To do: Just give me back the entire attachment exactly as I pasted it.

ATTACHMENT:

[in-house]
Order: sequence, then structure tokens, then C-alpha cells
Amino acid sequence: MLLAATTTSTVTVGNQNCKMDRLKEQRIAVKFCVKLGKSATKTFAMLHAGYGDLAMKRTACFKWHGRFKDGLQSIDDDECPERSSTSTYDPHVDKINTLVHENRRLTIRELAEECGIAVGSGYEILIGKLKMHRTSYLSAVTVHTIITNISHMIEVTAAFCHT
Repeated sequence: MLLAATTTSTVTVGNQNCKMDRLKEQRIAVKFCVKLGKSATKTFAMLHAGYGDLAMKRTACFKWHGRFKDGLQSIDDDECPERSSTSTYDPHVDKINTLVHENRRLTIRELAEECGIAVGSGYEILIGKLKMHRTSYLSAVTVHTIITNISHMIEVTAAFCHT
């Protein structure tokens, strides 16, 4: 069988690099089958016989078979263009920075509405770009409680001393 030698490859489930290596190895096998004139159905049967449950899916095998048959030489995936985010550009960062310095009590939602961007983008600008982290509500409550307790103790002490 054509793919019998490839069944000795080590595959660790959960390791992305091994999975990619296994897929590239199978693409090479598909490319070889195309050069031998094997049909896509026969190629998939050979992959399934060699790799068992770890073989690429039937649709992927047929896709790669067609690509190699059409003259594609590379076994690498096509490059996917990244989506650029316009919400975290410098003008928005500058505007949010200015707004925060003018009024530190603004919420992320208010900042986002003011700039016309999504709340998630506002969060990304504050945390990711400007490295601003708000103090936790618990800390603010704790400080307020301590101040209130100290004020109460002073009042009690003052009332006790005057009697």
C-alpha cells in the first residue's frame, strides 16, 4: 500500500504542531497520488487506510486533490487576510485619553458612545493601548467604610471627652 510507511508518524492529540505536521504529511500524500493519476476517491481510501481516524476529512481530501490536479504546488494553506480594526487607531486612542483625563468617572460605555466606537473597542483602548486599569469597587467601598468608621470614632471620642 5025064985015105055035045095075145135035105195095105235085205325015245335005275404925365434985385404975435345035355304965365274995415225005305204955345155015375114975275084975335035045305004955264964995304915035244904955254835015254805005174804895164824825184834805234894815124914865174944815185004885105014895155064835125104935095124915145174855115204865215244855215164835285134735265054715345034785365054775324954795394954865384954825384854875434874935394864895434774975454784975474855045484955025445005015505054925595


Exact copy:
[in-house]
Order: sequence, then structure tokens, then C-alpha cells
Amino acid sequence: MLLAATTTSTVTVGNQNCKMDRLKEQRIAVKFCVKLGKSATKTFAMLHAGYGDLAMKRTACFKWHGRFKDGLQSIDDDECPERSSTSTYDPHVDKINTLVHENRRLTIRELAEECGIAVGSGYEILIGKLKMHRTSYLSAVTVHTIITNISHMIEVTAAFCHT
Repeated sequence: MLLAATTTSTVTVGNQNCKMDRLKEQRIAVKFCVKLGKSATKTFAMLHAGYGDLAMKRTACFKWHGRFKDGLQSIDDDECPERSSTSTYDPHVDKINTLVHENRRLTIRELAEECGIAVGSGYEILIGKLKMHRTSYLSAVTVHTIITNISHMIEVTAAFCHT
């Protein structure tokens, strides 16, 4: 069988690099089958016989078979263009920075509405770009409680001393 030698490859489930290596190895096998004139159905049967449950899916095998048959030489995936985010550009960062310095009590939602961007983008600008982290509500409550307790103790002490 054509793919019998490839069944000795080590595959660790959960390791992305091994999975990619296994897929590239199978693409090479598909490319070889195309050069031998094997049909896509026969190629998939050979992959399934060699790799068992770890073989690429039937649709992927047929896709790669067609690509190699059409003259594609590379076994690498096509490059996917990244989506650029316009919400975290410098003008928005500058505007949010200015707004925060003018009024530190603004919420992320208010900042986002003011700039016309999504709340998630506002969060990304504050945390990711400007490295601003708000103090936790618990800390603010704790400080307020301590101040209130100290004020109460002073009042009690003052009332006790005057009697």
C-alpha cells in the first residue's frame, strides 16, 4: 500500500504542531497520488487506510486533490487576510485619553458612545493601548467604610471627652 510507511508518524492529540505536521504529511500524500493519476476517491481510501481516524476529512481530501490536479504546488494553506480594526487607531486612542483625563468617572460605555466606537473597542483602548486599569469597587467601598468608621470614632471620642 5025064985015105055035045095075145135035105195095105235085205325015245335005275404925365434985385404975435345035355304965365274995415225005305204955345155015375114975275084975335035045305004955264964995304915035244904955254835015254805005174804895164824825184834805234894815124914865174944815185004885105014895155064835125104935095124915145174855115204865215244855215164835285134735265054715345034785365054775324954795394954865384954825384854875434874935394864895434774975454784975474855045484955025445005015505054925595